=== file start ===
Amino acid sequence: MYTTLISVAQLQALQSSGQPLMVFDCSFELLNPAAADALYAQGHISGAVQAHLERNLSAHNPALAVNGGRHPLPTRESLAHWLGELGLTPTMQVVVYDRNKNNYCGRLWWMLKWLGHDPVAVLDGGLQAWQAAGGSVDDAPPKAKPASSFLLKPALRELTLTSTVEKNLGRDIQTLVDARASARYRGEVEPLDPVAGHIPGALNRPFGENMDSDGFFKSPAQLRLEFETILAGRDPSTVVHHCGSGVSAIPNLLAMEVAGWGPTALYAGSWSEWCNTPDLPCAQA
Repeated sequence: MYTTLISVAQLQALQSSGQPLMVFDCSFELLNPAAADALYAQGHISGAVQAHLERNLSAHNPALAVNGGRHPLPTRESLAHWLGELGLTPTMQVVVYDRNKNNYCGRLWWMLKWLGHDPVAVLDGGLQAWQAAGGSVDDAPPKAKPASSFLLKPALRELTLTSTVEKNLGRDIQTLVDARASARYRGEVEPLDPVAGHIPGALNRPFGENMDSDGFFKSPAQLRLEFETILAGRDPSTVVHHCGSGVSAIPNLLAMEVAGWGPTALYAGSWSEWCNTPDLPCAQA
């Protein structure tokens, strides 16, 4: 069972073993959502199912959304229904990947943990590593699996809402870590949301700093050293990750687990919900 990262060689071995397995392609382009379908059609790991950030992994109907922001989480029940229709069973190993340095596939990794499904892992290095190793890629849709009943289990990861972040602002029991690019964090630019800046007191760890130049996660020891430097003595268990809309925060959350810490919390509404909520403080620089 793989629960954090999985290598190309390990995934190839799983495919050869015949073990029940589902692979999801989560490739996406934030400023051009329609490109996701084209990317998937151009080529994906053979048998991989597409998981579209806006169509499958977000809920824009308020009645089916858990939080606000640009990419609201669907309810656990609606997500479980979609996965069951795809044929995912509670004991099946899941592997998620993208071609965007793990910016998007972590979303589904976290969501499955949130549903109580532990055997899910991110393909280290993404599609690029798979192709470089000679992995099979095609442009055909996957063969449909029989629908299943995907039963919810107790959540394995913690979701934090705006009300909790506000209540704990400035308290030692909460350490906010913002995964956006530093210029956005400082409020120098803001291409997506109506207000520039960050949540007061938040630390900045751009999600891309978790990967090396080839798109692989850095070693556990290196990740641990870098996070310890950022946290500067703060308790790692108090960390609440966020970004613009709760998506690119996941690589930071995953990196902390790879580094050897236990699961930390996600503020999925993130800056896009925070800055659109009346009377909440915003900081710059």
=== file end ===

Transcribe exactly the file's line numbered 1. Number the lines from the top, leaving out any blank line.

Amino acid sequence: MYTTLISVAQLQALQSSGQPLMVFDCSFELLNPAAADALYAQGHISGAVQAHLERNLSAHNPALAVNGGRHPLPTRESLAHWLGELGLTPTMQVVVYDRNKNNYCGRLWWMLKWLGHDPVAVLDGGLQAWQAAGGSVDDAPPKAKPASSFLLKPALRELTLTSTVEKNLGRDIQTLVDARASARYRGEVEPLDPVAGHIPGALNRPFGENMDSDGFFKSPAQLRLEFETILAGRDPSTVVHHCGSGVSAIPNLLAMEVAGWGPTALYAGSWSEWCNTPDLPCAQA